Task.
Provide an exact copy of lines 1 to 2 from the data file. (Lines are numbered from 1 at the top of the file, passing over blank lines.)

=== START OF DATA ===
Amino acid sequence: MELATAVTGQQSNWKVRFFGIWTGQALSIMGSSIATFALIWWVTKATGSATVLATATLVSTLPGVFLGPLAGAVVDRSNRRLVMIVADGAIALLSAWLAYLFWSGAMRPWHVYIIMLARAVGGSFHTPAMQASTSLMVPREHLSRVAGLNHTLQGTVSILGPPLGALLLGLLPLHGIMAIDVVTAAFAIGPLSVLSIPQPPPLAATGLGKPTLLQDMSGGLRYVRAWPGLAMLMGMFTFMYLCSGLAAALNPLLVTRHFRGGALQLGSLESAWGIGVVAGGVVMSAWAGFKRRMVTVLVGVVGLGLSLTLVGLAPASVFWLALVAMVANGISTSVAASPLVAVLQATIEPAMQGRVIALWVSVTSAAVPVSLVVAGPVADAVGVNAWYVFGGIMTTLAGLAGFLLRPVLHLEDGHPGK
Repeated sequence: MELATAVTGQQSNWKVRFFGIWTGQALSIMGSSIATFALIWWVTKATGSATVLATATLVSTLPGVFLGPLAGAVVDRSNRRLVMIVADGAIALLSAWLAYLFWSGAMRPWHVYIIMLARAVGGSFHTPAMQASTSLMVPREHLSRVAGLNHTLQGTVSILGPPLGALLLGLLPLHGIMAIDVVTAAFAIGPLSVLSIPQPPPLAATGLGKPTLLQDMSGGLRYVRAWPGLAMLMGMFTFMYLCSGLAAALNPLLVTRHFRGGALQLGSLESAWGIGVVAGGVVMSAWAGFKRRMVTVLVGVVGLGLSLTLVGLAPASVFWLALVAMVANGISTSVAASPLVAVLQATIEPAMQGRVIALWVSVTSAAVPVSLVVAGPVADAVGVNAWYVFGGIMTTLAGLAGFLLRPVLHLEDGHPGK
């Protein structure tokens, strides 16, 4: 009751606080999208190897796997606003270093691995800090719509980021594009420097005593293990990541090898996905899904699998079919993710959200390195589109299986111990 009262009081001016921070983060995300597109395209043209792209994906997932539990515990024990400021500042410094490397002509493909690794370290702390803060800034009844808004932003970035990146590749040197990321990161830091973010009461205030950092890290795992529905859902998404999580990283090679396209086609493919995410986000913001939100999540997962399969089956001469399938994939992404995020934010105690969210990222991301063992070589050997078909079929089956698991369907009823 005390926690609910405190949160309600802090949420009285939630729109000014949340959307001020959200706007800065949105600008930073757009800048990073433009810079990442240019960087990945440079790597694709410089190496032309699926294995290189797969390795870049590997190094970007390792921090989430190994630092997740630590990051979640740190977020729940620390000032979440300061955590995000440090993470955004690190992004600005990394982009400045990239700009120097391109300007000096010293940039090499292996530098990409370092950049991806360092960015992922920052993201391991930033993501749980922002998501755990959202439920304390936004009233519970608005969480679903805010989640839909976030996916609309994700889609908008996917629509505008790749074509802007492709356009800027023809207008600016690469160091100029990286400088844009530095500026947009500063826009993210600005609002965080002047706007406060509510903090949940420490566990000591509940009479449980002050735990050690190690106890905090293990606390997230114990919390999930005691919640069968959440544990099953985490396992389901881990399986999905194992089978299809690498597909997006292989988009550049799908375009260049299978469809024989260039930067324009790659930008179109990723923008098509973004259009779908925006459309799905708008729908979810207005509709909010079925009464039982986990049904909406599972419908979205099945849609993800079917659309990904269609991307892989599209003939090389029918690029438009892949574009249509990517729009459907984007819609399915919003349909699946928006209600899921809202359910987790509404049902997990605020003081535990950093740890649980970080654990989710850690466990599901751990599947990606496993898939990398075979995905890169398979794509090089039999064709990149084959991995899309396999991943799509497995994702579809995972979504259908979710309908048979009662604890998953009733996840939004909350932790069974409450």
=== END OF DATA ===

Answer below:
Amino acid sequence: MELATAVTGQQSNWKVRFFGIWTGQALSIMGSSIATFALIWWVTKATGSATVLATATLVSTLPGVFLGPLAGAVVDRSNRRLVMIVADGAIALLSAWLAYLFWSGAMRPWHVYIIMLARAVGGSFHTPAMQASTSLMVPREHLSRVAGLNHTLQGTVSILGPPLGALLLGLLPLHGIMAIDVVTAAFAIGPLSVLSIPQPPPLAATGLGKPTLLQDMSGGLRYVRAWPGLAMLMGMFTFMYLCSGLAAALNPLLVTRHFRGGALQLGSLESAWGIGVVAGGVVMSAWAGFKRRMVTVLVGVVGLGLSLTLVGLAPASVFWLALVAMVANGISTSVAASPLVAVLQATIEPAMQGRVIALWVSVTSAAVPVSLVVAGPVADAVGVNAWYVFGGIMTTLAGLAGFLLRPVLHLEDGHPGK
Repeated sequence: MELATAVTGQQSNWKVRFFGIWTGQALSIMGSSIATFALIWWVTKATGSATVLATATLVSTLPGVFLGPLAGAVVDRSNRRLVMIVADGAIALLSAWLAYLFWSGAMRPWHVYIIMLARAVGGSFHTPAMQASTSLMVPREHLSRVAGLNHTLQGTVSILGPPLGALLLGLLPLHGIMAIDVVTAAFAIGPLSVLSIPQPPPLAATGLGKPTLLQDMSGGLRYVRAWPGLAMLMGMFTFMYLCSGLAAALNPLLVTRHFRGGALQLGSLESAWGIGVVAGGVVMSAWAGFKRRMVTVLVGVVGLGLSLTLVGLAPASVFWLALVAMVANGISTSVAASPLVAVLQATIEPAMQGRVIALWVSVTSAAVPVSLVVAGPVADAVGVNAWYVFGGIMTTLAGLAGFLLRPVLHLEDGHPGK